If you're a fan of Ubisoft's popular Watch Dogs video game series – a 5-year-old action-adventure franchise played out in real-world cities like Chicago and San Francisco – you'll no doubt want to get your hands on the next installment, slated for March 5, 2020, for PC, Xbox One, PS4, and Google Stadia. "Watch Dogs: Legion," which earned several "Best of Show" awards at the recent Electronic Entertainment Expo, the video game confab known as E3, looks to be the most ambitious title in the series to date. Is Facebook listening to me?: Why those ads appear after you talk about things One of the most ambitious games of 2020, Ubisoft's'Watch Dogs: Legion' takes place in a post-Brexit London, which has become an all-seeing surveillance state. The following is what you need to know about the game – based on what I saw (and played) at E3, along with some details provided by Joel Burgess, world director at Ubisoft Toronto, which is taking the reins on this title with portions of the game being developed simultaneously at Ubisoft studios in Montreal, Paris, Newcastle, England; Bucharest, Romania; and Kiev, Ukraine. One of the most ambitious games of 2020, Ubisoft's'Watch Dogs: Legion' takes place in a post-Brexit London, which has become an all-seeing surveillance state.
On July 1, 1867, after three years of populist revolt and bloody battle, the Dominion of Canada was born. Modern Canada's birth on that day 150 years ago was mostly a matter of polite conferences and prudent compromises among colonial leaders in Ontario, Quebec, Nova Scotia and New Brunswick, along with a discreet nod from the Queen of England. There had been plenty of blood, sweat, tears and conflict before that, and there would be more after. But in the 1860s, confederation seemed like an urgent idea. MORE CANADA: Celebrate Canada's 150 Ottawa Why Canada is cool, not cold Quiz If they didn't knit themselves more closely together, some Canadian leaders worried, the U.S. (which had just waged its own Civil War and bought Alaska from Russia) might just try to grab up more of North America.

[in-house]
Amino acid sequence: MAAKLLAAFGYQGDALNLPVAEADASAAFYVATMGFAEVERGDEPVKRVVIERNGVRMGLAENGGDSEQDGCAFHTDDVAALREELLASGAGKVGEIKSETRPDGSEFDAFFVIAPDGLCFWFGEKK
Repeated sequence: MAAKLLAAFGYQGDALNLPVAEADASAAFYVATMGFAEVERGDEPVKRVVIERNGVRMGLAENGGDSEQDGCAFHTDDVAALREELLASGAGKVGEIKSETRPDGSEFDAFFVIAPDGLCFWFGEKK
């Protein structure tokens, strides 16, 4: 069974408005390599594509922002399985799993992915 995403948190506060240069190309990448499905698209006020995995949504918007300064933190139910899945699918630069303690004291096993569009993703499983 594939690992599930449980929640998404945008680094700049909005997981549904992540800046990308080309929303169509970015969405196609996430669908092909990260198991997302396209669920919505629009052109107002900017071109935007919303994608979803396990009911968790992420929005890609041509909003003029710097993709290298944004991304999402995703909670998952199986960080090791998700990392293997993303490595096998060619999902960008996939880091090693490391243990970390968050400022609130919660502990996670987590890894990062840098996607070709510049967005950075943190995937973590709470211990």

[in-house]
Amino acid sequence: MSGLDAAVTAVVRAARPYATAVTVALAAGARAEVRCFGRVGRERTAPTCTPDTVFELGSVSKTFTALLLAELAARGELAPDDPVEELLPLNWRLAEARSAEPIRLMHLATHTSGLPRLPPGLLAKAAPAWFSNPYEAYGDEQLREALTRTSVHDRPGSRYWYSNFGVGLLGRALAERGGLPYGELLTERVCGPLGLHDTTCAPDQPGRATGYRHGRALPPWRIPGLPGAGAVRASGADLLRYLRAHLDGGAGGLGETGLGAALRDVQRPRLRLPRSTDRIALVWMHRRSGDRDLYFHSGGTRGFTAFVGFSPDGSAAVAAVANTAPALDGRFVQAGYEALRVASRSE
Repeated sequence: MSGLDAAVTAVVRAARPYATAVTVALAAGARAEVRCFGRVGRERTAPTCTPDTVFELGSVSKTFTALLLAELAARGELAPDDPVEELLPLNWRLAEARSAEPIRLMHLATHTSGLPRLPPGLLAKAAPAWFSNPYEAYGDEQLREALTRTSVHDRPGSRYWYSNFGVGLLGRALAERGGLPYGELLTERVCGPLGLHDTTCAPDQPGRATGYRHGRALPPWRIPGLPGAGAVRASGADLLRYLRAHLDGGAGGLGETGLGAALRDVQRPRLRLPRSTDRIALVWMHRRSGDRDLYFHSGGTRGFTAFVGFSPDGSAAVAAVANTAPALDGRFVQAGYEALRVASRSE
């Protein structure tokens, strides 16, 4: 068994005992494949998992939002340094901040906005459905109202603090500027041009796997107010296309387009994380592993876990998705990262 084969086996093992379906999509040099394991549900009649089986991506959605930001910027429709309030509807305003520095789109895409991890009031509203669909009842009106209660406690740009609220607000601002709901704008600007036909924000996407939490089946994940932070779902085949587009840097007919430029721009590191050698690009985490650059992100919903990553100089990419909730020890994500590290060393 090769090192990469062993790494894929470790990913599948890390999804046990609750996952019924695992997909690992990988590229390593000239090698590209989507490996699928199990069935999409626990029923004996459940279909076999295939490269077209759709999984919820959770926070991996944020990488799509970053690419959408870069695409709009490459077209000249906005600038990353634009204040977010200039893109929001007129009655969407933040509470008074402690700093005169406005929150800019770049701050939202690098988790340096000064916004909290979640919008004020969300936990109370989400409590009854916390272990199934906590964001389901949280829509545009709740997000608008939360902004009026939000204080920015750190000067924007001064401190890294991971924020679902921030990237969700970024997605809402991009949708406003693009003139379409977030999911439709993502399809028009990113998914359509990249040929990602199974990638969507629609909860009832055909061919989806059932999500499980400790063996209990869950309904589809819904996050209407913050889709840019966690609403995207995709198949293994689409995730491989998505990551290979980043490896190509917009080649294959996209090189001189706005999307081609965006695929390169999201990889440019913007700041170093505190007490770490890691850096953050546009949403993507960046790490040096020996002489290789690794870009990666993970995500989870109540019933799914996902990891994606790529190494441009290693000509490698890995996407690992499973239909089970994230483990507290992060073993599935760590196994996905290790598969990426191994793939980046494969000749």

It was an epic journey that was to end with the world's largest Viking ship making a tour of the Great Lakes. Now the ship might have to make a U-turn. The Draken Harald Harfagre--which made stops in the Shetland Islands, Faroe Islands, Iceland, Greenland, and Newfoundland while repeating explorer Leif Eriksson's 1,000-year-old crossing of the Atlantic from Norway--was set to appear at ports across the Great Lakes beginning Thursday. But upon entering the St. Lawrence Seaway, the crew was informed it would need a 400-per-hour pilot for a total fee of at least 400,000, which it can't afford, reports the Minneapolis Star Tribune. The crew says it believed the ship would be exempt from such a fee--it was given free passage through Canada--but the US Coast Guard requires ships carry a pilot in international waters.
Early in the morning on Sept. 11, 1995, the cruise liner the Queen Elizabeth 2, on its way from Southampton to New York, was being lashed by the tail end of Hurricane Luis, somewhere off the coast of Newfoundland. As if sensing its imminent demise, Luis had galvanized one last time, twitching to life and whipping the North Atlantic into a torrent of 130 mph winds and 40-foot waves. None of this caused undue concern for the ship's captain, Ronald Warwick, a 30-year sailing veteran well acquainted with rough seas. Luis was hardly unexpected; since leaving England, the ship had steadily tracked the storm's path. "This was fair game for us," the retired Commodore recalls, from his home in Somerset, England. "We are a transatlantic liner."
European Council President Donald Tusk meets with Greek Prime Minister Alexis Tsipras (not pictured) the Maximos Mansion in Athens, Greece, April 5, 2017. LONDON (Reuters) - European Council President Donald Tusk will meet British Prime Minister Theresa May in London on Thursday, according to a schedule published by Tusk's office. May formally began Britain's divorce from the European Union on March 29. Not all U.S. presidents are missed once they leave the White House. A California farmer is now at the center of the most fraught congressional investigations in decades.